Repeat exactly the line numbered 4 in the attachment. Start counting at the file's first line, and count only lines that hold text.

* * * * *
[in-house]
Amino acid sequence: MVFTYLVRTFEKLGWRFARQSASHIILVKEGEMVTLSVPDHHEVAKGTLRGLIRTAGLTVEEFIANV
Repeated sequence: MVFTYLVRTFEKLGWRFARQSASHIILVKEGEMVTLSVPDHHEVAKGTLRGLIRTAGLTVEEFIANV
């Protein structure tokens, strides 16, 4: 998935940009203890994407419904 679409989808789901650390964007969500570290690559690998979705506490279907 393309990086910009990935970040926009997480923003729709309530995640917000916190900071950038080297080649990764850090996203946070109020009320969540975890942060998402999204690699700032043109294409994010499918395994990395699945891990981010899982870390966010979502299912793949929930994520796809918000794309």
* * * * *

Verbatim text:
């Protein structure tokens, strides 16, 4: 998935940009203890994407419904 679409989808789901650390964007969500570290690559690998979705506490279907 393309990086910009990935970040926009997480923003729709309530995640917000916190900071950038080297080649990764850090996203946070109020009320969540975890942060998402999204690699700032043109294409994010499918395994990395699945891990981010899982870390966010979502299912793949929930994520796809918000794309």